uniqueness. This curriculum is based in concepts such as cultural pluralism,
intergroup understanding, and human relations. It is not restrictive or limited
to a specific course, set of skills, or time of year.
MYTH #5: MERE ACTIVITIES, WHICH ARE NOT PLACED IN AN EXPLICITCULTURAL CONTEXT, CONSTITUTE VIABLE MULTICULTURAL EDUCATION CURRICULUM.
All activities should be accompanied by commentaries that explain their cultural context. Activities should always be chosen on
the basis of developmental appropriateness.
PROMOTING A MULTICULTURAL PERSPECTIVE
education embodies a perspective rather than a curriculum. Teachers must
consider children's cultural identities and be aware of their own biases. It is
tempting to deny our prejudices and claim that we find all children equally
appealing. Teachers and parents need to acknowledge the fact that we, like our
children, are inevitably influenced by the stereotypes and one-sided view of
society that exists in our schools and the media. Not only must we recognize
those biases, but we must change the attitude they represent by accepting all
children as we receive them.
One problem with the current thrust in multicultural education is that it
pays little or no attention to teaching people how to recognize when culturally
and racially different groups are being victimized by the racist or biased
attitudes of the larger society. In order to change people's oppressive ways, we
must learn about oppression. We must examine our responses to diversity,
devoting as much effort to changing them as we devote to learning about culture.
Nurturing diversity means making multicultural education a process of action,
through which we as adults achieve clarity about our condition in this society
and ways to change it (Phillips, 1988).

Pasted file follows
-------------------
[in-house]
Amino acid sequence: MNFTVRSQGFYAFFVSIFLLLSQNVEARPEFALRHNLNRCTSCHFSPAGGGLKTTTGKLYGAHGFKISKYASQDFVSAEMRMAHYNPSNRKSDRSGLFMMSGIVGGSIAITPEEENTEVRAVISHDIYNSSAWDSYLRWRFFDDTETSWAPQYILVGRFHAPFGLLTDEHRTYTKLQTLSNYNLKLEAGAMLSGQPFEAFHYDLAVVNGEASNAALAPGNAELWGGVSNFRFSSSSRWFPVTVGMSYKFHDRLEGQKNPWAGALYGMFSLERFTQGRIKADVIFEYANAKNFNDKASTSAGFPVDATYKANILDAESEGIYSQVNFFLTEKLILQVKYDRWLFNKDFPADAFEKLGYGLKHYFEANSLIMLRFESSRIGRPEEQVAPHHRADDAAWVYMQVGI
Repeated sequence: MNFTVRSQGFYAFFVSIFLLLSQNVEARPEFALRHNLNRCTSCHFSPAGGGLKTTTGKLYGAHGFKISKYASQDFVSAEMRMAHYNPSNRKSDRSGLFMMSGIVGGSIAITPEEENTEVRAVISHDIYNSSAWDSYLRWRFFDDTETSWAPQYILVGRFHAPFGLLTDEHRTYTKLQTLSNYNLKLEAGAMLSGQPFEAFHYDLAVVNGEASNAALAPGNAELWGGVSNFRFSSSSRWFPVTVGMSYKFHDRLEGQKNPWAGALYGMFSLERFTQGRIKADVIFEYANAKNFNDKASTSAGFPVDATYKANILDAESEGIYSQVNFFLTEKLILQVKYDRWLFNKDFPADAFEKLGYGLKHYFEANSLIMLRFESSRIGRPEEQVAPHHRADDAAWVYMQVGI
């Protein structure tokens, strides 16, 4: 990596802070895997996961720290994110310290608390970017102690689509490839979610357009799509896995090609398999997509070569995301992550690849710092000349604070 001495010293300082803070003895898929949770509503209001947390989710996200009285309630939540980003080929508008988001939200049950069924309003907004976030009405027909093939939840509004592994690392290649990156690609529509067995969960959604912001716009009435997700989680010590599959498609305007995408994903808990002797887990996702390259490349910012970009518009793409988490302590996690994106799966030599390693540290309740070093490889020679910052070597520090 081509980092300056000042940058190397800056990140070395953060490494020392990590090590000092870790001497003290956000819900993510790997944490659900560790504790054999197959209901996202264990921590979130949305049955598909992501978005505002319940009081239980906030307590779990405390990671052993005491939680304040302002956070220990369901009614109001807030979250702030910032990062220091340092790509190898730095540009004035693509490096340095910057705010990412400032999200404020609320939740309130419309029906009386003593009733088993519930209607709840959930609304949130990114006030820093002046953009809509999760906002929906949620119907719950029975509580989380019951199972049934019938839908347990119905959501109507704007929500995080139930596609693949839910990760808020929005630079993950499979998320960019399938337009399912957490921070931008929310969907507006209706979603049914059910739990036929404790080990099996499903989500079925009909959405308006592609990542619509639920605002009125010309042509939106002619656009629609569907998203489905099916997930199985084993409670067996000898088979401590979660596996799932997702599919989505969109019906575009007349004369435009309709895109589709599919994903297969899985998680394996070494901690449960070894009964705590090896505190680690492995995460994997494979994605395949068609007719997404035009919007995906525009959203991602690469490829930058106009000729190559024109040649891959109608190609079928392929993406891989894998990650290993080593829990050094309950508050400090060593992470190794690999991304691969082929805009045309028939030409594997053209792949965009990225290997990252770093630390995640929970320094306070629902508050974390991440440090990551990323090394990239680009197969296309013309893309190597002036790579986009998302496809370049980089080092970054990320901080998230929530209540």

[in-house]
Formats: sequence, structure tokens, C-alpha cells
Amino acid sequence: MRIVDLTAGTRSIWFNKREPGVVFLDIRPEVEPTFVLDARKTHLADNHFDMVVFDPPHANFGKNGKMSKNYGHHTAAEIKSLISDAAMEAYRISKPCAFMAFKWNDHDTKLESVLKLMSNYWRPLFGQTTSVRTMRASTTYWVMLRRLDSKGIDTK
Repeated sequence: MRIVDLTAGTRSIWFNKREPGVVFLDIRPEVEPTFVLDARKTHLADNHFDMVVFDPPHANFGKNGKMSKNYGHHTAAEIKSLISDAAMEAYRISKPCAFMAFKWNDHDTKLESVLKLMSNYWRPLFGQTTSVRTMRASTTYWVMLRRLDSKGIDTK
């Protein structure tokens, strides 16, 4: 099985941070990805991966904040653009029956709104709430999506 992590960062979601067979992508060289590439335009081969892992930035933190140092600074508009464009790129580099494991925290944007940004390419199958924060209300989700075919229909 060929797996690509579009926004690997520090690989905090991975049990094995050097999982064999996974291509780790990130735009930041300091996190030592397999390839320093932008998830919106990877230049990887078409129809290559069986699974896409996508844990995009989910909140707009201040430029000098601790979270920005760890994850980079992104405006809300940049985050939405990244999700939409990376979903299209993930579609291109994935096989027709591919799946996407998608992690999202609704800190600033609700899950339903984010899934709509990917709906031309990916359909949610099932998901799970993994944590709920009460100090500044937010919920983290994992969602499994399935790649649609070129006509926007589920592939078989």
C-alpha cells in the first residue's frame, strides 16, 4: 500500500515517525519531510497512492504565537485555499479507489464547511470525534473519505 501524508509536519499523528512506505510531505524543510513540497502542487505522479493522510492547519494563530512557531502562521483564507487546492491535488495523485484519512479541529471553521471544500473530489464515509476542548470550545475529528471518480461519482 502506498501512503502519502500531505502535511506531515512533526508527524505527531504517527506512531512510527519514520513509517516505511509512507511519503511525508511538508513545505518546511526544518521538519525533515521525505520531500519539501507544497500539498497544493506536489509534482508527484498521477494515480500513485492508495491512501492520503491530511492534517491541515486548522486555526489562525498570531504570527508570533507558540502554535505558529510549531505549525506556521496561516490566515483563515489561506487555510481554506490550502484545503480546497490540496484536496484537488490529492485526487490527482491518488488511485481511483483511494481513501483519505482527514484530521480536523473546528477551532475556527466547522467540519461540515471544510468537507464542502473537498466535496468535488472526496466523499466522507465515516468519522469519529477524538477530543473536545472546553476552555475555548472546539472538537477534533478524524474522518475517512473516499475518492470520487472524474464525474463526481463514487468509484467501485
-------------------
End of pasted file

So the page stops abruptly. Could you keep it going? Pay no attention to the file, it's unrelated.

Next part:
Teachers and parents can take several approaches to integrate and develop a
multicultural perspective. The promotion of a positive self-concept is
essential, as is a focus on activities that highlight the similarities and
differences of all children's lives. Children's play, particularly role play, is
an excellent strategy for developing new perspectives on culture and lifestyles.
The treatment of children as unique individuals, each with something special to
contribute, is an important strategy. If a teacher is to understand the whole
child, he or she must become aware of the child's cultural background. Children
can benefit from understanding the teacher's heritage and background. The
feeling of connection that results is vital to the child's acceptance of the
similarities and differences of others.
Through multicultural literature, children discover that all cultural groups
have made significant contributions to civilization. A well-balanced
multicultural literature program includes literature that depicts people with a
variety of aspirations, from different sociometric levels, with different
occupations, and with a range of human characteristics (Norton, 1985).
As our country continues to exhibit great
diversity, the need for understanding and accepting the differences among all
people has never been more important. Thus, the challenge for educators is to
present an effective multicultural education foundation by means of which all
children can learn to accept others.
The goal of multicultural education is not only to teach children about other
groups or countries. It is also to help children become accustomed to the idea
that there are many lifestyles, languages, cultures, and points of view. The
purpose of multicultural curriculum is to attach positive feelings to
multicultural experiences so that each child will feel included and valued, and
will feel friendly and respectful toward people from other ethnic and cultural
groups (Dimidjian, 1989). One key to helping young children develop a sense of
being citizens of the world lies with the early childhood teacher. The
disposition exhibited by this individual in promoting everyone's culture will be
the successful factor in the child's development of a multicultural perspective.
FOR MORE INFORMATION
Dimidjian, V.J. (1989). "Holiday, Holy
Days, and Wholly Dazed." YOUNG CHILDREN, 44, 6, 70-75.
Dixon, G.T. & Fraser, S. (1986). "Teaching Preschoolers in a Multilingual
Classroom." CHILDHOOD EDUCATION, 62, 4, 272-275.
Hakuta, K. & Garcia, E. (1989). "Bilingualism and Education." AMERICAN
PSYCHOLOGIST, 44, 2, 374-379.
Kagan, S.L. & Garcia, E.E. (1991). "Educating Culturally and
Linguistically Diverse Preschoolers: Moving the Agenda." EARLY CHILDHOOD
RESEARCH QUARTERLY, 6, 427-443.
Norton, D.E. (1985). "Language and Cognitive Development Through
Multicultural Literature." CHILDHOOD EDUCATION, 62, 2, 103-108.
Phillips, C.B. (1988). "Nurturing Diversity For Today's Children and
Tomorrow's Leaders." YOUNG CHILDREN, 43, 2, 42-47.